There's not much here that is, in any way, surprising. You go to see it
because a few laughs and broad banter (not a pun) is on the bill.
Tommy Lee Jones is cast as Roland Sharp, a tough Texas Ranger in mind and
skin. He's got a face to match his voice: gravelly... temperament to
match both. So, when he's assigned to personally protect five members of the
cheerleading squad because they witnessed a murder and are the only ones who
can identify the shooter, he's pretty much in alien territory. (Actually,
The girls of the team are cast for acting ability, bodies, peersonality,
physical attributes, energy, spirit, and bodies. There's Anne (Christina
Milian), Teresa (Paula Garces), Evie (Monica Keena), Heather (Vanessa
Ferlito) and Barb (Kelli Garner). This house is drenched in T&A.
The situation is a form of house arrest with Mr. Hardnose setting the rules.
The interraction is primed for low-level laughs, some of which are flatter
than a long opened bottle of Lone Star beer. The bodies help you get past it
but the plot, which is thinner than a cheerleader's jersey, is about
staying minimal and uncomplicated so that the crusty cop wrangling a herd of
feisty chicks idea can be mined for laughs until the cows come home and the
corrupt FBI killer comes a-callin'.
There's a little more to this variation on a house party. Besides the
coverup of a powerful corporate criminal, Roland's difficulty in relating to
his young daughter Emma, who is roughly the same age as his cheerleaders, is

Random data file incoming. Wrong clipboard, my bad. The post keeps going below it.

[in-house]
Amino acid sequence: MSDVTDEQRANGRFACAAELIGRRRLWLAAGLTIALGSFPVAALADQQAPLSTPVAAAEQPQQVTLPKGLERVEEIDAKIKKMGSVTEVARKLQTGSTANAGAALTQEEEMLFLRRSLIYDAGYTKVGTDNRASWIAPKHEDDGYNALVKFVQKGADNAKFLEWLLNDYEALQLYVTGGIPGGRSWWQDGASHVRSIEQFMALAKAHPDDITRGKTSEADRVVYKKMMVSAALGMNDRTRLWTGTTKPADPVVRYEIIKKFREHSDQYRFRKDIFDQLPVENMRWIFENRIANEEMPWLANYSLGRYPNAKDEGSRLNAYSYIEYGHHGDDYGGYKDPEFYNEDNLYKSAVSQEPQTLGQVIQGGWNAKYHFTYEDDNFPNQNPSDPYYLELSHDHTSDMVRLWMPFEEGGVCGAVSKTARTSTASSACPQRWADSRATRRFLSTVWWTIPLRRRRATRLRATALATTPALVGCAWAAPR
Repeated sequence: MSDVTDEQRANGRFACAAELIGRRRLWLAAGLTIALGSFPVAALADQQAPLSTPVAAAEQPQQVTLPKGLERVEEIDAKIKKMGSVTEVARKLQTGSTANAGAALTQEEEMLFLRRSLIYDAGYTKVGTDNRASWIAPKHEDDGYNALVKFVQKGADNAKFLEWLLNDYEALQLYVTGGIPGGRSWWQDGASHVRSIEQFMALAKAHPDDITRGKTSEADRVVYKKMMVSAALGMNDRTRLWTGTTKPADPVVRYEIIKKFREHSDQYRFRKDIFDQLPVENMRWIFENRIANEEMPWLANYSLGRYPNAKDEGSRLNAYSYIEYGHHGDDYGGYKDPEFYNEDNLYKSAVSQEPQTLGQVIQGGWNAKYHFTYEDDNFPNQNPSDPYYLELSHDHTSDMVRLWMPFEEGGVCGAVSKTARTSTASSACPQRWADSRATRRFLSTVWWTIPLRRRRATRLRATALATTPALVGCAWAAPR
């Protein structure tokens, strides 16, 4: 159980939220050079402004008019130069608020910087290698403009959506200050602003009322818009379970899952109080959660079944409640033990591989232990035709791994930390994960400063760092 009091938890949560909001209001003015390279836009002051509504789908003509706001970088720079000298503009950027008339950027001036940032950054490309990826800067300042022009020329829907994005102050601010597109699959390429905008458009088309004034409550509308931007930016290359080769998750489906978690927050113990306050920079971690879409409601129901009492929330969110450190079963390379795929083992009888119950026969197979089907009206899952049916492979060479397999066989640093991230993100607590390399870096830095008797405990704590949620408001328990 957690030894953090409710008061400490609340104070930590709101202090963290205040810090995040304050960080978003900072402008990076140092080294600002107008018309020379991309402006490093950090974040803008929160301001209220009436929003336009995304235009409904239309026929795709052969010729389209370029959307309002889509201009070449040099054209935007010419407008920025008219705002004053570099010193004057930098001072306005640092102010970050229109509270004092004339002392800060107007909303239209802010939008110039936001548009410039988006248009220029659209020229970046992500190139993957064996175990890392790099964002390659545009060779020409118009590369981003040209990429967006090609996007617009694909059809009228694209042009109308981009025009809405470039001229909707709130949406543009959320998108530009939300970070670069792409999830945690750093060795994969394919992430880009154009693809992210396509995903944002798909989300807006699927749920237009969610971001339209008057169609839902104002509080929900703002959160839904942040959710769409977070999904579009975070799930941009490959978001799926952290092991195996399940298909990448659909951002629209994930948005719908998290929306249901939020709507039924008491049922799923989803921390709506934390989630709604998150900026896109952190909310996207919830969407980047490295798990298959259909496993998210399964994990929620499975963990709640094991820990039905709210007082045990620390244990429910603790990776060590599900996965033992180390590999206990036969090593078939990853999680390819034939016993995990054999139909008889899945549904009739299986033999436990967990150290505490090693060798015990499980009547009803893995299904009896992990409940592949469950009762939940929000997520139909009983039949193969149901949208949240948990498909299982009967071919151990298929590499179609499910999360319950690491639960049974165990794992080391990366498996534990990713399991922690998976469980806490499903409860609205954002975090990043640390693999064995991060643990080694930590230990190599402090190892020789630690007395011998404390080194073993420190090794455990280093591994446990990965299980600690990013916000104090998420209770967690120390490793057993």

going to receive some therapy. He will emerge from the femme "shrink
package" a changed man.
Which is also going to come in handy with maturely gorgeous Molly McCarthy
(Anne Archer), one of the girls' lit professor, who is ready to overlook the
over-50 heartthrob's all-thumbs obtuseness because of an instant attraction,
so long as he doesn't make an utter ass of himself on their first date. To
avoid that calamity he's got the earphone assist of his crew of lovelorn
advisors on closed channel surveillance "helping out" with hidden cameras and
mics secreted away on an upper floor.
So, while it's not Shakespeare (which one of the girls is studying), Stephen
Herek's study in gross-out humor doesn't become the laff riot it tries for,
needing a central figure with a sharper wit and better control (see Tommy Lee
Jones in "Men in Black" and "Men in Black II"), less dependence on humorless talents
(Cedric the Entertainer might want to try out for American Idol) and a better
hand on the writing team so that there needn't have been so much dependence
on the quickly dissipated effusive fizz of the girl lot.
Give it ten for clean titillation; zero for deep thought. The outfall
is goofy, good natured fun and, with all the dazzling bodies, can we really
come away from it wanting more?
~~ Jules Brenner